Saturday, April 28, 2012

The last thing I remember my oncologist saying to me a couple of weeks ago was “The dye is cast”. Because the chemotherapy had become to toxic to me, and my body could tolerate no more, he discontinued it at 8/12 of the way through. That is two thirds, and I don’t think they believed that I would remain cancer free even if I did all twelve. What the doctor meant was, we’ve done all we can do for now, and we will just have to wait and see what happens next. To say the cancer has not been on my mind at all would be insane, but God has granted me a soothing and spiritual reprieve from the weight of being a stage 4 cancer patient. What I mean to say is, it hasn’t been too much on my mind. As of February, I was cancer free, and the only thing keeping them from telling me I was in remission is that not enough time has passed. I will go for a scan May 10th, and maybe then they will give me the good news. Or not. I suppose, it doesn’t really matter. What will be will be and I praise God so much for giving me the strength to face this with as little fear as I have had. Of course, I have had deeply fearful moments, but overall, I have been able to maintain a good quality in my outlook. And that is not from within me, but God Given and there is no doubt in my mind. Obviously, I’d like to live on and see my Grandson grow into a young man. I’d like to see my Son graduate from college and find a peaceful, soothing place in his life. While I believe that I will see these things, it is possible that I will not. And I find it all so very odd… just months ago, I believed I’d live to be 80 or more, and as long as my life had seemed so far, I still had roughly half to go. That notion was both comforting and frightening. The doctors say that I have less than a five percent chance of surviving five more years. While I don’t believe this statistic, I also much keep my mind and my heart prepared. To say that my outlook on life has changed would be like saying, a trip to the moon would be difficult to arrange. Obviously. My life has been difficult. My life has been rewarding. My life has been just like everybody else’s. Given a choice, I’d choose to live on for a good spell, but that is not up to me, and apparently the odds are against it (though I don’t believe the odds). What seems to matter the most to me now is living each day the best I can. What seems to matter the most is finding as much joy and beauty as I can – moving into the things that actually mean something…. And away from the stressful, harmful meaningless things. In so many ways, this has all been a blessing. It has clarified things for me so much, and for the first time in my life, and find myself able to slow down, stop worrying about stupid things and hang on to the joyful, beautiful moments for a little bit longer than I ever could. As insane as it sounds, I am not sure I would want to return to things the way they were before cancer. It is though these eyes, and these circumstances I’ve had my Grandson born. My Son’s few moments in lightness of being and laughter are so much more beautiful to me now. Violets that pop up in my yard, or in the woods – the ones I never hardly noticed before now magical enough to do anything. My friends… my Sisters, Father and Mother… all wonderfully diverse and dynamic – For the first time in my life, nothing but the beautiful things in nature, in my life or in the people around me really matter (dropped my coffee pot and broke it – get a new one – It matters so very little). I can’t begin to tell you or explain how blessed I feel; even if not especially when regular life issues are difficult. God is with me, and I thank Him so much. If I have to go sooner than a man my age ought to, I will have gone having lived in true joy; and this because of the thing that took me away too early.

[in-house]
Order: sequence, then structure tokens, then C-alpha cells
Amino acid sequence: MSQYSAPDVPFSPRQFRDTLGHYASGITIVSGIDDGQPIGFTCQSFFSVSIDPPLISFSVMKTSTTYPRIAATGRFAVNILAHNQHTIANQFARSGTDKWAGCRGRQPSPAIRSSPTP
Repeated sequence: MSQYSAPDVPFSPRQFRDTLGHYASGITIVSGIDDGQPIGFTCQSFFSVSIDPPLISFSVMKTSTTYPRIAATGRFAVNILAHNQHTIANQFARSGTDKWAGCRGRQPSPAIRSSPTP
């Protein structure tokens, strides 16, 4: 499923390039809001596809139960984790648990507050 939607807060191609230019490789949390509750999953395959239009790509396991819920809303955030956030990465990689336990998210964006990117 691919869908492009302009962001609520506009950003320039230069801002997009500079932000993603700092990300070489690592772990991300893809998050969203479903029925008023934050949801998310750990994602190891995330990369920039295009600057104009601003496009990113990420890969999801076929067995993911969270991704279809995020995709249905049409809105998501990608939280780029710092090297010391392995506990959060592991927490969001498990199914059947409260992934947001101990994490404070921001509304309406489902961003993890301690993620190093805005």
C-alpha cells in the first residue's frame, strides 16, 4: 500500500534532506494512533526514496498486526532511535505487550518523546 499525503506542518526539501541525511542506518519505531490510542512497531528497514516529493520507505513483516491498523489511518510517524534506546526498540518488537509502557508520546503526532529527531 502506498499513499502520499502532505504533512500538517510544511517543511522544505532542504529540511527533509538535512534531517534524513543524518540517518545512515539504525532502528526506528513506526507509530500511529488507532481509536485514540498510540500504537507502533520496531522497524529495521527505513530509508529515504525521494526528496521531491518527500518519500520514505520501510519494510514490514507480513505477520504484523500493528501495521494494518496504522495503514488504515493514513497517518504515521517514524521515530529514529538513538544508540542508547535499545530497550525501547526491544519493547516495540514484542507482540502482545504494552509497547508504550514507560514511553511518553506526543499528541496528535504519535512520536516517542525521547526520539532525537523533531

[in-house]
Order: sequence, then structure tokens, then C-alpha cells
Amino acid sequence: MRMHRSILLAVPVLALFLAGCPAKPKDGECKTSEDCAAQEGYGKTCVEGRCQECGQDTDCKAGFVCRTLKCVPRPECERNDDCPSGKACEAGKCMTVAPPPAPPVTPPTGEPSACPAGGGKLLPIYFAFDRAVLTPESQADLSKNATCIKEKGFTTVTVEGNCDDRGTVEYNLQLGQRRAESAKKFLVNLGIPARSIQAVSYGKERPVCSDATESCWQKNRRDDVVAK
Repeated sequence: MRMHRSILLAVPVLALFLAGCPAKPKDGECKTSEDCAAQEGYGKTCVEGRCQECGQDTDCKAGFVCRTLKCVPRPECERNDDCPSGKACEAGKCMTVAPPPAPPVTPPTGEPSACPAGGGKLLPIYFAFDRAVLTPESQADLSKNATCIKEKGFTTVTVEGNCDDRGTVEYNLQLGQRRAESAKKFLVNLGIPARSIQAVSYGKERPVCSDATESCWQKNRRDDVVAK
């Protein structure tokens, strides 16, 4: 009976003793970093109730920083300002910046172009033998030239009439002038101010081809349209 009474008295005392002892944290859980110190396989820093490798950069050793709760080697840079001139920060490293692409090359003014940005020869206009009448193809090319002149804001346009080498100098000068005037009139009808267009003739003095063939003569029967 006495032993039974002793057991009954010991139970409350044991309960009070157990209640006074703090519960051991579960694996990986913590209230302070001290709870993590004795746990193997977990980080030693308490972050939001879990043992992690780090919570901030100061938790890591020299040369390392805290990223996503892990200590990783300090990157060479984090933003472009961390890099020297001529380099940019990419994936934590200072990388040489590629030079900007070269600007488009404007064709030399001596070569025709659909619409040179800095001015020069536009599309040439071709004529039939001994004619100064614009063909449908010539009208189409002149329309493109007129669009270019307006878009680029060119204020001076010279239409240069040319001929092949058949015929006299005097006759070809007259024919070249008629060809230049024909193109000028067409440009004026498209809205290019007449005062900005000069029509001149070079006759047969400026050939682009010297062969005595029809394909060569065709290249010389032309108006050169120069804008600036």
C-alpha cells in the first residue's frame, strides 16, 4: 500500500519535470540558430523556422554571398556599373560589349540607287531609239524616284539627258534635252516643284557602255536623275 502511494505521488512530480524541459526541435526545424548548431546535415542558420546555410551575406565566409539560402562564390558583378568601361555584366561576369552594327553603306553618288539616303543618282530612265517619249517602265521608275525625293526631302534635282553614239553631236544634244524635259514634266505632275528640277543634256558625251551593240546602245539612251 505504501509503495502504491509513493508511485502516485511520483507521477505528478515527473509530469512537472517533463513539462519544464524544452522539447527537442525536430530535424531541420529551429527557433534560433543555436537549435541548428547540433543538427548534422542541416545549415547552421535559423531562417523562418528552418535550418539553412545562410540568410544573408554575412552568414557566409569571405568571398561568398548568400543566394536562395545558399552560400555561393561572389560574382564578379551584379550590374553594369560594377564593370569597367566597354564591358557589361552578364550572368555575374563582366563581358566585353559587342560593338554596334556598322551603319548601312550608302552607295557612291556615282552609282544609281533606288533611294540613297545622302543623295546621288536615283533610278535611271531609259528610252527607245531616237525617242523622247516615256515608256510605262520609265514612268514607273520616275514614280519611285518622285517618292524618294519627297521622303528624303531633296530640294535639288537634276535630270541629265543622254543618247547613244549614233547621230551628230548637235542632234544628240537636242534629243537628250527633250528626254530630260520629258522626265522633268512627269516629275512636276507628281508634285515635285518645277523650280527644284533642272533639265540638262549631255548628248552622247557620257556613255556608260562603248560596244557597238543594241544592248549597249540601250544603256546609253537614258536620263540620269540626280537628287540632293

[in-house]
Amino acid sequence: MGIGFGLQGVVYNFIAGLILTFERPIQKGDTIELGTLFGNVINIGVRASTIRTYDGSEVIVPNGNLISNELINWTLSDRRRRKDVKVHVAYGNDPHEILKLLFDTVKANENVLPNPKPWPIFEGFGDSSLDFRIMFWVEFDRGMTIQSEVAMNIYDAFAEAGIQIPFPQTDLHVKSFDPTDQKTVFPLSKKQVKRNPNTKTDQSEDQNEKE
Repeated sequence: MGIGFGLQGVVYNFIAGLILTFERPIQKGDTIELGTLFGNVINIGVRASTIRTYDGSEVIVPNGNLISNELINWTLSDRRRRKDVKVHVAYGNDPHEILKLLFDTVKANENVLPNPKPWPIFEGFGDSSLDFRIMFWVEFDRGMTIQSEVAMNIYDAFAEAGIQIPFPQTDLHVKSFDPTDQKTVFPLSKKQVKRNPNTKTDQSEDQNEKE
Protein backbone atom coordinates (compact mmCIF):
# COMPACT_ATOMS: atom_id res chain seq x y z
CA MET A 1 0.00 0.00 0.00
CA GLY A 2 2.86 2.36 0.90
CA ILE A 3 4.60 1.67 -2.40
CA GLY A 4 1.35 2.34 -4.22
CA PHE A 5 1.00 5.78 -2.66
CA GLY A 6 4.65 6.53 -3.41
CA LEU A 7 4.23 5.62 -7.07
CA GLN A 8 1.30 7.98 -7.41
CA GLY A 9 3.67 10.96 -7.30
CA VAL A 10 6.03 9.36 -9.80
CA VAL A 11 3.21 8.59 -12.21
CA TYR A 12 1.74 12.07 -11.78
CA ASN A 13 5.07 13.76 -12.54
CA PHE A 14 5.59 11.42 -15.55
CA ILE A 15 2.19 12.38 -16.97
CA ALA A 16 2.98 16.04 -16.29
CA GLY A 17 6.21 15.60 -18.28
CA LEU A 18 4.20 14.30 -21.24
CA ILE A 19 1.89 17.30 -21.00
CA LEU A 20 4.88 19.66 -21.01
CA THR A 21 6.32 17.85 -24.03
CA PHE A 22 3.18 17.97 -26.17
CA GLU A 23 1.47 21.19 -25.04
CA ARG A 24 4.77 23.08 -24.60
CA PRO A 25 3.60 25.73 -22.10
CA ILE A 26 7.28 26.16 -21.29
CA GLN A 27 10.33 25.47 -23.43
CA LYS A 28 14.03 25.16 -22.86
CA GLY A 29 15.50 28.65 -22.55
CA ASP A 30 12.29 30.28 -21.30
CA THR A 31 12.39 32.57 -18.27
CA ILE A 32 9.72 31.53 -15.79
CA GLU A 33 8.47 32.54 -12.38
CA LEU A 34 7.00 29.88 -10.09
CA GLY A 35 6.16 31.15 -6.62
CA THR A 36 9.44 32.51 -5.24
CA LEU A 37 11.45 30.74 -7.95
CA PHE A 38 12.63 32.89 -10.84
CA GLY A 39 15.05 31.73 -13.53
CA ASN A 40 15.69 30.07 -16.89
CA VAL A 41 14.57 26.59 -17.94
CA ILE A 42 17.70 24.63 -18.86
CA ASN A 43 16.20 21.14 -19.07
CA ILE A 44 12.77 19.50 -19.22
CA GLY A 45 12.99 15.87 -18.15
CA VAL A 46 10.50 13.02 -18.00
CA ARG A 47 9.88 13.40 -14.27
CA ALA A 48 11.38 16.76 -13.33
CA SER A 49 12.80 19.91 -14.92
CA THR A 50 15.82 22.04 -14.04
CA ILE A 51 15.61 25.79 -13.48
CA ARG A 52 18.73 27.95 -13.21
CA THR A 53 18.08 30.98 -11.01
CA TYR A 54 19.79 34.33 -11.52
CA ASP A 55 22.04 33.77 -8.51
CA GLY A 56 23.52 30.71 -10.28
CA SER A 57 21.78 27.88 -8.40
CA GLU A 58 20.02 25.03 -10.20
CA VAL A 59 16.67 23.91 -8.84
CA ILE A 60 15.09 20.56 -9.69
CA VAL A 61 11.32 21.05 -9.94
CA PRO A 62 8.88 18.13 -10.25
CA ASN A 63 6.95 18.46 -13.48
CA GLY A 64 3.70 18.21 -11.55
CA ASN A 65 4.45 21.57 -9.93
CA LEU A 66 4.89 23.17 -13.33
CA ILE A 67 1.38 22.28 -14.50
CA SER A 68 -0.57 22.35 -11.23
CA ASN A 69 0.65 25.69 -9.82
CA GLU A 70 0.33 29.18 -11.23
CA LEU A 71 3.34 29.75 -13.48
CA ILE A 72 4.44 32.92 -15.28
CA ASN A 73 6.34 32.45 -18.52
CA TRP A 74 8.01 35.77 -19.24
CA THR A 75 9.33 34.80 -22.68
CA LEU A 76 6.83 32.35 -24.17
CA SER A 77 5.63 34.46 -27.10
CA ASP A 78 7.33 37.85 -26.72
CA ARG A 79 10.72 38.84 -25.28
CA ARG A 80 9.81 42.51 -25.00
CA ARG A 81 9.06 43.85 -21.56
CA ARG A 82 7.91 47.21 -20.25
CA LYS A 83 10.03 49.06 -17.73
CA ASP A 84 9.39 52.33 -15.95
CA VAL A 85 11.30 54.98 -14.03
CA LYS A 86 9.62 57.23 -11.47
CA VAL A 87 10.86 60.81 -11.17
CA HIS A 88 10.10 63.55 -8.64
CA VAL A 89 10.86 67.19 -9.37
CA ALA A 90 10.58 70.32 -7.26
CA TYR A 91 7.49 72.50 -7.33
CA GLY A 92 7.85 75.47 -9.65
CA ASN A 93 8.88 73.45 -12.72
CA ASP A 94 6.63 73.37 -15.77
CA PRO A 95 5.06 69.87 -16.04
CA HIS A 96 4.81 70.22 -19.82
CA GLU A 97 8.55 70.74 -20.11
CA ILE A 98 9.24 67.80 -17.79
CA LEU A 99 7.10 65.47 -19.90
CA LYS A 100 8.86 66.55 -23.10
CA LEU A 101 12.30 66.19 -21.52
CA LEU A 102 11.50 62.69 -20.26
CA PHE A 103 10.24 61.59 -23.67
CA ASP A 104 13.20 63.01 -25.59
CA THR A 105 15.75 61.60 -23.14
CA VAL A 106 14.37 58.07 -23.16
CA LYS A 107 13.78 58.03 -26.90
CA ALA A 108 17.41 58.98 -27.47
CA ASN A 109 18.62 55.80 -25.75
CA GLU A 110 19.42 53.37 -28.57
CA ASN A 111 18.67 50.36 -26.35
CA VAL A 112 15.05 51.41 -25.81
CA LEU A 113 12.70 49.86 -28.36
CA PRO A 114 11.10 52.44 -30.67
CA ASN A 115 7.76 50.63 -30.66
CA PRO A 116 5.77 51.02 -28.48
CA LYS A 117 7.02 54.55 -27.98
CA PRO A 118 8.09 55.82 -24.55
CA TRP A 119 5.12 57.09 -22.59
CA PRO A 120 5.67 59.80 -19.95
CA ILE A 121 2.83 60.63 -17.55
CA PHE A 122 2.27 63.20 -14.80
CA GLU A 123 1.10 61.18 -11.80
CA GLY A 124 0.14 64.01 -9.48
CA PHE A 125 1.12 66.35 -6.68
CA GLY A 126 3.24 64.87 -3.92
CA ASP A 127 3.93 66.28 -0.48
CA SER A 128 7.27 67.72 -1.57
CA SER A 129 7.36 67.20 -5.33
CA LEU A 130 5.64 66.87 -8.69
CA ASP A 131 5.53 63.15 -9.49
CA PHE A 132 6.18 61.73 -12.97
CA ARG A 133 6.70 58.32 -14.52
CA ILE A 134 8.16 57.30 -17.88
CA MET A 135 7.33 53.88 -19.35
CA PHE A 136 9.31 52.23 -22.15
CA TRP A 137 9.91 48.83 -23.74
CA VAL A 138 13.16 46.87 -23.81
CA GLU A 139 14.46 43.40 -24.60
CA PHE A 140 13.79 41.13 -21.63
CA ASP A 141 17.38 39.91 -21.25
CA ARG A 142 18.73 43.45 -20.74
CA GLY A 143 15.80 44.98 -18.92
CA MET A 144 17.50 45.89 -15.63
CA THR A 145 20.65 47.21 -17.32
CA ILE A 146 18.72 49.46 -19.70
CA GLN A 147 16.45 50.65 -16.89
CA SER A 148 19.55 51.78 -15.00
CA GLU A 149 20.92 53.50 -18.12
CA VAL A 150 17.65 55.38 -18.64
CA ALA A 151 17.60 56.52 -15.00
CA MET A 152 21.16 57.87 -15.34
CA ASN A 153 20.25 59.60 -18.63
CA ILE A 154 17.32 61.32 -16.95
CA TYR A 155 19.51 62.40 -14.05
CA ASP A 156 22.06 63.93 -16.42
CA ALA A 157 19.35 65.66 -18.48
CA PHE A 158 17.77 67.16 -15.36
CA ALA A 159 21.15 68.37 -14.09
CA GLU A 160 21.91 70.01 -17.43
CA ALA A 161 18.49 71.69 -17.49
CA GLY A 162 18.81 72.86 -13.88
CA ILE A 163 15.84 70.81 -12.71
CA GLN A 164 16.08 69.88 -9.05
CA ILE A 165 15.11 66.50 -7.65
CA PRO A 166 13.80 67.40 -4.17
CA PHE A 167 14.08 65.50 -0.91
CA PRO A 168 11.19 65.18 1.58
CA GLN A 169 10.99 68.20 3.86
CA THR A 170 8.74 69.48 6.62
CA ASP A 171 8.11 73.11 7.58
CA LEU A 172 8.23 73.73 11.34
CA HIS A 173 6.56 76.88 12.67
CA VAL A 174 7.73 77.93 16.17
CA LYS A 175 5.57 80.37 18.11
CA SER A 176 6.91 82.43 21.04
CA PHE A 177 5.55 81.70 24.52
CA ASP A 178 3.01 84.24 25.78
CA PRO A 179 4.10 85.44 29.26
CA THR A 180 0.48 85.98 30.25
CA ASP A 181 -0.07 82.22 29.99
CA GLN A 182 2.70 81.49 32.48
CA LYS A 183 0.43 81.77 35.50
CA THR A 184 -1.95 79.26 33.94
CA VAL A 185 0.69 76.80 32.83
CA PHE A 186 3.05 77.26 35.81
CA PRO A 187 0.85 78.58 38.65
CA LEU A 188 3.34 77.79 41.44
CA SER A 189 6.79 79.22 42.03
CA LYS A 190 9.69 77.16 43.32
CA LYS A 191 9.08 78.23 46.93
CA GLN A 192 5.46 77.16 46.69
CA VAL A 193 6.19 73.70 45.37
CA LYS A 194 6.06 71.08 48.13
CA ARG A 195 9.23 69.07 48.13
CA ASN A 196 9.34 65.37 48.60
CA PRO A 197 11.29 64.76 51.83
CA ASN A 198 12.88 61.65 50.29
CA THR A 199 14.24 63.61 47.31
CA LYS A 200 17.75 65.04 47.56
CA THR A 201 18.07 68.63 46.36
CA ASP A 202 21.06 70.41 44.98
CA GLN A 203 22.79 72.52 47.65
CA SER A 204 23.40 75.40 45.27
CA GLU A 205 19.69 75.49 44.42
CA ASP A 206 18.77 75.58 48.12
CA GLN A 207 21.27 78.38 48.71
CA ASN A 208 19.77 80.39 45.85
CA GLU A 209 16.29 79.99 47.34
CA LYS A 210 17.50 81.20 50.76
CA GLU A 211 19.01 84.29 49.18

Sunday, April 8, 2012

Even after all of this time, seven months or so, I am still at times overcome with disbelief that this has happened. It is like sudden bursts of reality that wash over my conscientiousness. I usually stop and tell myself, “JT, we’ve been through this before, and you’ve accepted it already”. But that does little good – and that is okay because the bursts of shock are usually brief and while they stun me momentarily, they don’t remove all of the work I’ve done, accepting my situation.